2. Another misguided and dismissive claim that the author makes is that people of colour and gay people “have a similar shared history of oppression and violence.” Not only is this statement false, it is made here simply for the purpose of silencing a group who is declaring loud and clear that in fact they do NOT experience oppression in the same way as rich, white gay people. Of course they don’t. A black trans woman growing up in a rough part of Toronto may have a very different relationship with the police than a gay white man living in a mansion in Markham. An queer immigrant without status can not access police services in an emergency and cannot go to Pride because if they get detained (which is more likely to happen to them than a white person at the same event), they may end up being deported. There are larger issues of gentrification within gay villages across Canada that have the effect of excluding poor queer people from spaces that were created as safe community hangouts for queer people. The value that these different perspectives bring to the table, even if they are sometimes expressed with anger and resentment, is completely lost on Michael Richter. That is his own weakness, not a failure on the part of the activists raising these concerns. What I see is a person who is afraid and unwilling to engage in these tough conversations, and so he is instead dismissing a broad and diverse group of people advancing legitimate and valuable critiques as a bunch of “smug assholes,” based solely on his own emotional reaction to their criticism.

I think that the same points can be made about his annoyance towards “fragmented” feminist groups. He is literally complaining that the dialogue about what meaningful feminism is has progressed beyond the simple statement that women and men should be socially equal. It was easy to believe in feminism when all it meant is that every aspect of our society should stay the same, except women should also be allowed access to the same opportunities as men. The conversations that are a lot harder to have are the ones about that point out invisible and systematic sexism within political and educational institutions, within our legal system, within socially acceptable hierarchies in the workplace or in other organizations, within pop culture, etc. It has always been hard to point out things that we have been socialized to accept as normal, and this kind of criticism has always been met with defensiveness or dismissed as overly sensitive or divisive. Discussions about rape culture and culturally enforced gender binaries are incredibly emotional. Discussions about the harms caused by carceral feminism or certain expressions of white feminism that validate state violence towards minorities or that render women of colour invisible are always going to be difficult to have. But they are not the enemy of social progress and to treat them as such is ridiculous.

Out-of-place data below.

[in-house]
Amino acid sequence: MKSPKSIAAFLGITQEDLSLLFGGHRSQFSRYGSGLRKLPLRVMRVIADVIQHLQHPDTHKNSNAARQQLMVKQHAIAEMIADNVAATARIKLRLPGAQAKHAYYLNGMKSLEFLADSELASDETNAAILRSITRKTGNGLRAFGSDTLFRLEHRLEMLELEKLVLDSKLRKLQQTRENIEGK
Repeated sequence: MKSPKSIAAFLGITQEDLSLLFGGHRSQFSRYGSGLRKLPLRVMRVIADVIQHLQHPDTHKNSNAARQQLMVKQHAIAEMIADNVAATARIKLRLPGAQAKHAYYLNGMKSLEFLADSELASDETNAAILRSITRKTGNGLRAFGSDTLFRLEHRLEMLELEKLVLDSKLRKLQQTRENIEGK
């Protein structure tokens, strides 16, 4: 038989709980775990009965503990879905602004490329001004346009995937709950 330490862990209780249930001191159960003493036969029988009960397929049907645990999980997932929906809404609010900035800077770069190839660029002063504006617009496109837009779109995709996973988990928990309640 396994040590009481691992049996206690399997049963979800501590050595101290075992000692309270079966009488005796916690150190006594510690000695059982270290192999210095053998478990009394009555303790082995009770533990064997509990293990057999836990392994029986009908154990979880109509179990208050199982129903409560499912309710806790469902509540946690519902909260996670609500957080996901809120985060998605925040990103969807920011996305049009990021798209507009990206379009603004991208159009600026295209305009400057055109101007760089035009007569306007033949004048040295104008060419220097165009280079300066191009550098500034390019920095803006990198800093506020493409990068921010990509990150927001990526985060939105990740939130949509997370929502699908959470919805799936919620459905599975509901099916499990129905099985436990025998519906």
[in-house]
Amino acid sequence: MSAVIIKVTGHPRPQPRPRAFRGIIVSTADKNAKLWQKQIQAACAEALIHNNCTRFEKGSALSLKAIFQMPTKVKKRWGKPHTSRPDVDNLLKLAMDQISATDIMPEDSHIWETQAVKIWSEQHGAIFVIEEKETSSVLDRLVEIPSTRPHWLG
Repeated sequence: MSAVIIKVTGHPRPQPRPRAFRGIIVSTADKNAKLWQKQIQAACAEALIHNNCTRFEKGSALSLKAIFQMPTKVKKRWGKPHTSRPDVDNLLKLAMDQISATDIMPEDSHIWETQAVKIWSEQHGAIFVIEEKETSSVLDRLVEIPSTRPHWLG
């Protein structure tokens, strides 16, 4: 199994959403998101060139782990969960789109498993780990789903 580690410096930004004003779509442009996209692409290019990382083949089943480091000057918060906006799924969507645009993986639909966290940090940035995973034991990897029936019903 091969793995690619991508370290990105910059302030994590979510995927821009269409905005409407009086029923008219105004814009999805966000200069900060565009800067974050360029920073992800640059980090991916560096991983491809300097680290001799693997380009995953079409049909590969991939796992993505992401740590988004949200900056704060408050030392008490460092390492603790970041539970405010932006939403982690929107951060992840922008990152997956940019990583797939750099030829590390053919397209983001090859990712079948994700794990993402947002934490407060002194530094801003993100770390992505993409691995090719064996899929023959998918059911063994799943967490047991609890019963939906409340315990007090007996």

The most harmful thing about this article is that it justifies its laziness and ignorance with regard to extremely important and complex political ideas by falsely claiming that there is some big scary powerful “THEY” out there saying that the only way to be an ally is to become an uncritical and arrogant puppet. The challenge of trying to be an ally is not dogmatic or one-dimensional. It simply means that you strive to responsibly engage with a struggle for social justice that doesn’t directly affect you. It means that you understand that your experience on a particular matter is inherently limited because you will never experience that particular kind of violence or oppression. It does not mean that you turn your brain off and follow orders. The fact that this author sees the concept of allyship this way shows me how out of touch he is.

What I see is a trend for every generation to feel entitled to unilaterally decide that the goals for social justice movements have been set high enough, and that anyone attempting to push them further along the progressive path is being unrealistic and divisive. Anyone attempting to promote an intersectional approach to social inequality is in fact hurting their own cause. This is not true. It is also a very self-serving point of view that pretends to be rational and objective, which in my view, is an extremely pervasive and dangerous form of moral cowardice.

—Ally Hobson

I’m Nobody’s “Ally”

All over political movements, particularly on the left, there’s a call for “allies”, which is to say people who are not of the particular movement’s core demographic (blacks, say, or LGBTs, or natives or feminists or whatever) but who are onside with the cause, supportive of the activities of the group.

I am not one of these.

Causes

Yes, it is true that I’m a believer in many causes.  Most of them are “leftist” by American standards (but of course these days Francisco Franco would be “leftist” by American standards…).  I believe in racial equality, for example, and think the current situation with blacks in the USA (or natives in Canada (or Turks in Germany (or …))) is a scandal of epic proportions.  I believe in gender equality.  I believe in spreading the wealth around so that we don’t have 99.9% of the populace owning less than 10% of the wealth.  There are numerous causes that I’m sympathetic to, and again most of them are, I stress, “leftist”.